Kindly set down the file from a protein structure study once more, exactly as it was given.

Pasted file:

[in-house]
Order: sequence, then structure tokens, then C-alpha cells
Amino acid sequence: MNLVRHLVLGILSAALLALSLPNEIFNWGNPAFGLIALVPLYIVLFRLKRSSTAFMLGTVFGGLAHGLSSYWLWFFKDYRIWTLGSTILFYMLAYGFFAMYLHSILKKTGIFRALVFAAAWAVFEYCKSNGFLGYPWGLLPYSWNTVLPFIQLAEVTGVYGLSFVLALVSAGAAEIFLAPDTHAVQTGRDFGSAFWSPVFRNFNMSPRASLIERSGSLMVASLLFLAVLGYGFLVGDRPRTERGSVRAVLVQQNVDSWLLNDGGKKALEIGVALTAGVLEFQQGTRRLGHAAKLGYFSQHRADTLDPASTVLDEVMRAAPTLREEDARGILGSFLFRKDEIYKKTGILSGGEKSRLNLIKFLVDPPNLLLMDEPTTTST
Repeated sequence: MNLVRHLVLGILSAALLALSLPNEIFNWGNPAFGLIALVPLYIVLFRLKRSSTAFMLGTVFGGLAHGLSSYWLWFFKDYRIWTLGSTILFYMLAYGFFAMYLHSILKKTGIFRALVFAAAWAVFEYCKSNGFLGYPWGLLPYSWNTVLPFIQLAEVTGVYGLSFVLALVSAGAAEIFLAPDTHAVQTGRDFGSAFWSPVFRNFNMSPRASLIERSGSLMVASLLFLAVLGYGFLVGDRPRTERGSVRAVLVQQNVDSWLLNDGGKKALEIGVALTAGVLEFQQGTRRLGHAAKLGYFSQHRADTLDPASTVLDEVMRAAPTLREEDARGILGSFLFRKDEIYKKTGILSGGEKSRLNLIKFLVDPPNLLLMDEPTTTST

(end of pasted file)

[in-house]
Order: sequence, then structure tokens, then C-alpha cells
Amino acid sequence: MNLVRHLVLGILSAALLALSLPNEIFNWGNPAFGLIALVPLYIVLFRLKRSSTAFMLGTVFGGLAHGLSSYWLWFFKDYRIWTLGSTILFYMLAYGFFAMYLHSILKKTGIFRALVFAAAWAVFEYCKSNGFLGYPWGLLPYSWNTVLPFIQLAEVTGVYGLSFVLALVSAGAAEIFLAPDTHAVQTGRDFGSAFWSPVFRNFNMSPRASLIERSGSLMVASLLFLAVLGYGFLVGDRPRTERGSVRAVLVQQNVDSWLLNDGGKKALEIGVALTAGVLEFQQGTRRLGHAAKLGYFSQHRADTLDPASTVLDEVMRAAPTLREEDARGILGSFLFRKDEIYKKTGILSGGEKSRLNLIKFLVDPPNLLLMDEPTTTST
Repeated sequence: MNLVRHLVLGILSAALLALSLPNEIFNWGNPAFGLIALVPLYIVLFRLKRSSTAFMLGTVFGGLAHGLSSYWLWFFKDYRIWTLGSTILFYMLAYGFFAMYLHSILKKTGIFRALVFAAAWAVFEYCKSNGFLGYPWGLLPYSWNTVLPFIQLAEVTGVYGLSFVLALVSAGAAEIFLAPDTHAVQTGRDFGSAFWSPVFRNFNMSPRASLIERSGSLMVASLLFLAVLGYGFLVGDRPRTERGSVRAVLVQQNVDSWLLNDGGKKALEIGVALTAGVLEFQQGTRRLGHAAKLGYFSQHRADTLDPASTVLDEVMRAAPTLREEDARGILGSFLFRKDEIYKKTGILSGGEKSRLNLIKFLVDPPNLLLMDEPTTTST